A Balkans Bf 109 E-4/B

Bf 109 E-4/B of Stab II/JG 54 in Romania, 1941

The subject; a Messerschmitt Bf 109 E-4/B believed to have been the regular aircraft of Lt. Paul Steindl of Stab II/JG 54 in Romania during the summer of 1941

Airfix 1/48 Scale Bf 109 E-4

Airfix’s 1/48 scale Bf 109 E-4 built out of the box

I really should take more in-progress photos of my builds, particularly when they would tell the story of the build far more completely than words alone. In this case they would illustrate very clearly the repaint and touch ups across the two different approaches that were required to achieve the final result you see here.

Construction was a breeze and took not long at all. As I’ve written earlier (in the piece on “Little Friends”) I enjoy these Airfix kits. I somehow ended up building it more or less in parallel with the 109 G-10 though I completed the G-10 before starting to paint the E-4.

The Airfix 109 E-4 assembled and ready for paint. I planned to use the Montex Masks for the insignia. The fuselage on the G-10 next to it also had a repaint after this picture was taken because, well, it was wasn’t very good

As you might surmise from the photo above, I did next to nothing with the cockpit; I assembled the entire kit without paint and then just airbrushed the cockpit with RLM66 from the outside. I added a little dry brushing to accent some of the detail that might be visible through the closed canopy and then added a rudimentary harness. I really am not into cockpits at the moment!

Engine cowling pre-shaded prior to applying the yellow

First, I painted the yellow theater markings and masked them off. I remembered to preshaded a pattern on the nose to show through the field applied water-soluble yellow paint the ground crew used.

Next I applied RLM76 to the undersides and fuselage. I then completed the base RLM74/75 scheme on the wings and upper fuselage and masked them of. I then realised applying the 76 on the fuselage first was redundant because my plan was to use putty masking to get the camo pattern. In fact, I’d need to work backwards by first applying the darker colour, for which I used RLM74.

This is where pictures would be useful… but I’ll try and explain what happened.

The putty method didn’t work the way I wanted it to. The idea was to rough in the RLM74 lines and then mask it with thin snakes of putty and then overpaint the RLM76. With that done, I planned to compress the putty to mask an outline of 76 around the 74 and finally add the RLM02 filler between the lines. The problem, as it turned out, was that I had little to no control over the width of the RLM76 masked off area which led to an inconsistent and ultimately unsatisfactory result.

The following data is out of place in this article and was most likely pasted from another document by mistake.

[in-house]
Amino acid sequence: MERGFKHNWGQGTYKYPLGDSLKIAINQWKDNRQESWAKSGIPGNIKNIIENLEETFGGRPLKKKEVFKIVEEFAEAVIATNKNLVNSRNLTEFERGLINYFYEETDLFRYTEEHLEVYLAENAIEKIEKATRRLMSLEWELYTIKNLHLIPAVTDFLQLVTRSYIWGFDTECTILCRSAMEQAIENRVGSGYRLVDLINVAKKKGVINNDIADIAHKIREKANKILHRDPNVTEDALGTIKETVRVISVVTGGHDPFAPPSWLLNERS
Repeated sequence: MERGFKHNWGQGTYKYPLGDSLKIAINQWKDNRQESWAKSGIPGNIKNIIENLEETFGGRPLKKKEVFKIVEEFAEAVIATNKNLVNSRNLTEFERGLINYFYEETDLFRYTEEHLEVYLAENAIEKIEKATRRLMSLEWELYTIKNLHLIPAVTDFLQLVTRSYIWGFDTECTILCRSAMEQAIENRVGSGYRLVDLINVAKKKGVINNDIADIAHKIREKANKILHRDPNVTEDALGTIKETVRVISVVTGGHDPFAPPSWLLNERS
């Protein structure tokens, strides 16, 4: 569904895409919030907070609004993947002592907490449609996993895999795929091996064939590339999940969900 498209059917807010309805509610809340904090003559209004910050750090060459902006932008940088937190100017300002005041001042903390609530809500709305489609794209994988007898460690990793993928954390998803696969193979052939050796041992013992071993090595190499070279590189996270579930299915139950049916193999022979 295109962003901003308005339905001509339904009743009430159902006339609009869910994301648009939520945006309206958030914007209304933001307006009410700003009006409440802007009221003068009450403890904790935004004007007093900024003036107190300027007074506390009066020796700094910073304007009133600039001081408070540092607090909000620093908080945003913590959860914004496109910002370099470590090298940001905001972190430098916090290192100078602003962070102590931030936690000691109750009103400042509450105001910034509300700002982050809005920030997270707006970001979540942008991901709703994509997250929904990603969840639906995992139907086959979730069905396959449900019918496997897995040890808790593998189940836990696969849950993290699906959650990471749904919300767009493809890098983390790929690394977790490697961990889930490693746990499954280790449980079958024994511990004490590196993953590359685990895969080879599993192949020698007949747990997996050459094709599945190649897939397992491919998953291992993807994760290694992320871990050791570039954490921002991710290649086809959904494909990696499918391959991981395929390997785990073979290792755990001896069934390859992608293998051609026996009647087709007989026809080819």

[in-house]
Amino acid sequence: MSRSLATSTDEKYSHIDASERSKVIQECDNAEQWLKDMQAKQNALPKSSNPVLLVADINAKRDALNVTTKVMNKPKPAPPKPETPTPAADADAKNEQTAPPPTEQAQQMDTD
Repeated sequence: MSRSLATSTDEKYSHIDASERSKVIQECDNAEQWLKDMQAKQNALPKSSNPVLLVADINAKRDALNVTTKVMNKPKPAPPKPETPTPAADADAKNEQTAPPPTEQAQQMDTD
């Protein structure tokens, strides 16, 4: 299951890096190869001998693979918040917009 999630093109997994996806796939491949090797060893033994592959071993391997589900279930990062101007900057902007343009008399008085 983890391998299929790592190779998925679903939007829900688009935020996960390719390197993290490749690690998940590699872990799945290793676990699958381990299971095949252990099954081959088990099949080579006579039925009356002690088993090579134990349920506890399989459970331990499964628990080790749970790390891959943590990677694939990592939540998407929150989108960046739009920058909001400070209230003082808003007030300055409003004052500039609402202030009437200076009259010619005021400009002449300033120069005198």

So it was back to the drawing board…

In truth, I tried the putty method first only in an attempt to avoid what I always knew would be the right way to paint this one; this one needed to be painted freehand. So, having resolved that was indeed the way to go, that’s what I did. Here’s the result…

Free handed camouflage; I painted the RLM74 lines first, then the RLM76 surrounds and then the RLM02 filler; then back and forth through each colour, gradually building layers, fixing mistakes and blending with ever diluted paint mixes until it looked finished

Then I painted the starboard side and removed the masking…

Mission accomplished; the camouflage came out far better than I had hoped it would

With no further delay I sealed [read; protected] the base paintwork with a clear coat and pondered whether to push my luck and stick to the plan of painting the markings (and risk the underlying scheme in doing so). It didn’t take much pondering for me to cut and run to the safety of decals.

As usual I started with the underside; not much decalling required but since I was there I applied a wash, then the flat coat and weathered with ground chalk pastels and airbrush

With the underside completed I turned the model over and applied the decals, a light wash to accent some of the maintenance access panels, and finally the flat coat. I used restraint [for me] in the weathering as contemporary pictures don’t exhibit very much wear or paint chipping; instead I used chalk pastels to add some general grime and exhaust staining.

Decals applied, washed and then flat coat, pastels and finish

This is what my model is attempting to represent…

…and this is where I was able to get it. If I say so myself, I think I got pretty close.

In summary I enjoyed this one very much. After all this time building models (I suppose it’s nearly forty years by now, on and off) I’m still learning. This one taught me a most valuable lesson, to back myself and trust that I can produce a reasonably good freehand result with my airbrush. While I know this one isn’t perfect – far from it, actually – I am happy with it.

Copyright:  I claim original work and Copyright 2020 for the text in this article and the photos of the model. Except where noted otherwise, I sourced all other images and photos from the internet and are used under fair-use.  Any copyrighted images will be removed or credited forthwith upon request by its rightful owner.

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